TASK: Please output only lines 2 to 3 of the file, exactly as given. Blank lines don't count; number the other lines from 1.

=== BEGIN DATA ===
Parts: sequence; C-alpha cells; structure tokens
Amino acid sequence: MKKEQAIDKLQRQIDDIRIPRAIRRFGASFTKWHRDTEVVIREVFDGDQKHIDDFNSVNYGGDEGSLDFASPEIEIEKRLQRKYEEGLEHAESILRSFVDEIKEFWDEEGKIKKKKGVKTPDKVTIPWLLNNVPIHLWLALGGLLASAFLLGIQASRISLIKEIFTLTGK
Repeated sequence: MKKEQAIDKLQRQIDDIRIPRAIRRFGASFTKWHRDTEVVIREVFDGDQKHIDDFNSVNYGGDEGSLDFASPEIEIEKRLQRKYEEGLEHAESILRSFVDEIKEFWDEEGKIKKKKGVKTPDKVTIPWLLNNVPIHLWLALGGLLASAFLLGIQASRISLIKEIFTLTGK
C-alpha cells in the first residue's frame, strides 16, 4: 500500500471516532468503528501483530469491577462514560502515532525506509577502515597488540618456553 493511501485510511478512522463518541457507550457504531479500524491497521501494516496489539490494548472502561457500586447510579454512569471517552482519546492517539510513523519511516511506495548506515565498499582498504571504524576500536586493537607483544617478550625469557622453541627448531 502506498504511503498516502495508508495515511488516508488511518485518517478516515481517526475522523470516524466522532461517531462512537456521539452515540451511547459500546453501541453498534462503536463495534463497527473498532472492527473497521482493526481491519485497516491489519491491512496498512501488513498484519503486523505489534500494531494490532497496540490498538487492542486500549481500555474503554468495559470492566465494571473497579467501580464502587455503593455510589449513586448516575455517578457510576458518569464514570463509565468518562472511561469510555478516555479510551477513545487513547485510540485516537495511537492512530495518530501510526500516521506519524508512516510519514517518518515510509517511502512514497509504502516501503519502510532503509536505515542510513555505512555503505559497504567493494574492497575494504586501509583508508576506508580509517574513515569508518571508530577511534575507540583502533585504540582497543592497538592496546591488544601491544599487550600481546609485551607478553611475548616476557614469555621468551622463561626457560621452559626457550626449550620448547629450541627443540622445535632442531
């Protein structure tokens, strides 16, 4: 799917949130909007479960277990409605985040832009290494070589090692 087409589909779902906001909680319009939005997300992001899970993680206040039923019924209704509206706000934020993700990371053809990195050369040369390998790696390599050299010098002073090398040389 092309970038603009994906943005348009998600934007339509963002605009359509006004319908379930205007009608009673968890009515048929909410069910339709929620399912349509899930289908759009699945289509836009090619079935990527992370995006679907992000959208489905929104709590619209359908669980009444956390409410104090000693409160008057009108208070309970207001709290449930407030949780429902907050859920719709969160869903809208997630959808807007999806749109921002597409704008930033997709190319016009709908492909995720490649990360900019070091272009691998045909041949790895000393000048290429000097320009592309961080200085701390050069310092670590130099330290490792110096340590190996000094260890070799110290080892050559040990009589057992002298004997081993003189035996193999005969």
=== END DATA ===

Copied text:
Amino acid sequence: MKKEQAIDKLQRQIDDIRIPRAIRRFGASFTKWHRDTEVVIREVFDGDQKHIDDFNSVNYGGDEGSLDFASPEIEIEKRLQRKYEEGLEHAESILRSFVDEIKEFWDEEGKIKKKKGVKTPDKVTIPWLLNNVPIHLWLALGGLLASAFLLGIQASRISLIKEIFTLTGK
Repeated sequence: MKKEQAIDKLQRQIDDIRIPRAIRRFGASFTKWHRDTEVVIREVFDGDQKHIDDFNSVNYGGDEGSLDFASPEIEIEKRLQRKYEEGLEHAESILRSFVDEIKEFWDEEGKIKKKKGVKTPDKVTIPWLLNNVPIHLWLALGGLLASAFLLGIQASRISLIKEIFTLTGK